Beto O’Rourke Doesn’t Know Much About the Constitution

Beto O’Rourke Photo: Mario Tama/Getty Images

Beto O’Rourke is not going to be the president. Not this time, as Jonathan Frakes would put it. But as his campaign enters what must surely be its final stages, the candidate has begun to flail in increasingly more dramatic ways. In some cases, he is entertaining, and also correct. The National Rifle Association should probably lose its tax-exempt status, as he suggested a few weeks ago. The organization is clearly corrupt, an unofficial arm of the Republican Party; O’Rourke’s proposal was unusually blunt for a Democrat but not wrong per se.

At CNN’s LGBTQ town hall, however, O’Rourke’s need to distinguish himself from his peers got him into trouble. Asked by CNN’s Don Lemon if he believed that “religious institutions like colleges, churches, charities” should “lose their tax-exempt status if they oppose same-sex marriage,” O’Rourke answered in the affirmative. “There can be no reward, no benefit, no tax break for anyone, or any institution, any organization in America that denies the full human rights and the full civil rights of every single one of us,” he said. “So as president we’re going to make that a priority and we are going to stop those who are infringing on the rights of our fellow Americans.”

The internet tells me that it’s National Coming Out Day. Even if it weren’t, I would prefer to do almost anything but discuss the rights of churches that oppose basic rights for LGBTQ people. Their teachings are cancerous. They drive people to suicide. I grew up in these churches, and I wish it were socially unacceptable to belong to them. It offends me personally that their teachings occupy any corner of any human heart. For these reasons and more, I wish I could agree with O’Rourke.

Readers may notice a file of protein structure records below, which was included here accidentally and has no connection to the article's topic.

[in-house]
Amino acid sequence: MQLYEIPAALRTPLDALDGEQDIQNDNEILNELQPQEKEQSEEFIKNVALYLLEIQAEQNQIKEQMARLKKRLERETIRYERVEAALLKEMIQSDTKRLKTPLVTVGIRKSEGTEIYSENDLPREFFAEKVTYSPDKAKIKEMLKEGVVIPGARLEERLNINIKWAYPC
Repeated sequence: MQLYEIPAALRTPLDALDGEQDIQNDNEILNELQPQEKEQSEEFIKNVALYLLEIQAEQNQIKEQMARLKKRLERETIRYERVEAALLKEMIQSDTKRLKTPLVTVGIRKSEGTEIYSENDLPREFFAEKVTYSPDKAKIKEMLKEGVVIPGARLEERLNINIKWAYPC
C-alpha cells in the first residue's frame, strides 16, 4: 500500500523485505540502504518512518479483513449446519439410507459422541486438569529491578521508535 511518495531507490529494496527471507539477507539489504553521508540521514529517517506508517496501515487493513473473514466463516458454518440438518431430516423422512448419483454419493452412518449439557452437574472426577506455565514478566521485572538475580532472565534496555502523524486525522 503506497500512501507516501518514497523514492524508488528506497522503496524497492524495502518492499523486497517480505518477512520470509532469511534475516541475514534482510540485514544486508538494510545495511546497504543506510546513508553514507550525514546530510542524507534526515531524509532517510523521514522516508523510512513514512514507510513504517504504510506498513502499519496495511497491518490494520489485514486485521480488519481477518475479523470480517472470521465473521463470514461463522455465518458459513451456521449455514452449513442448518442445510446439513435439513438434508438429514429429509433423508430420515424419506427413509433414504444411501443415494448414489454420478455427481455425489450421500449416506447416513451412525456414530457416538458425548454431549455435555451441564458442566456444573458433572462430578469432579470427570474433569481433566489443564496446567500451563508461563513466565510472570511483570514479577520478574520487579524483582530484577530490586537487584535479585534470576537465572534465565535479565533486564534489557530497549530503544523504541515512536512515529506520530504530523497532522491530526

I can’t. The Constitution has many problems, but the First Amendment is not among them. The same principle that dictates religious neutrality on the part of the federal government extends significant expressive freedom to churches. O’Rourke’s response is so broad that it would violate the Constitution if anyone ever implemented it.

His error is unnecessary, too, since there’s a lot the government could do to avoid privileging discrimination without violating anyone’s right to religious freedom. An O’Rourke administration could enforce the Johnson Amendment, which strips churches of their tax-exempt status if they campaign for a candidate. It could prohibit religious organizations from discriminating against LGBTQ people as part of federally funded programming. It could reconsider tax breaks for clergy, which do privilege ministers over other classes of taxpayer. It could take a harsher line on school voucher programs, which set public funding aside for religious schools: The public has no constitutional obligation to help anti-gay primary or secondary schools keep their lights on. I’d even argue that the same principle should apply to the use of Pell Grants and other public subsidies for attendance at anti-gay colleges or universities. The government ought to reserve its funding for educational institutions that serve the public at large; Liberty University does not meet that criteria.

But to strip a church’s tax-exempt status for its anti-gay principles is to penalize it for exercising its right to worship. O’Rourke runs afoul of the Constitution again when he suggests that charities should lose tax-exempt status if they discriminate. Again, O’Rourke is not going to be the president; his response, then, poses no threat to American churches of any stripe. He’s simply handed the Christian right a talking point it’ll use to bludgeon the left for years to come. Thank you, Beto!

Has Beto O’Rourke Heard of the First Amendment?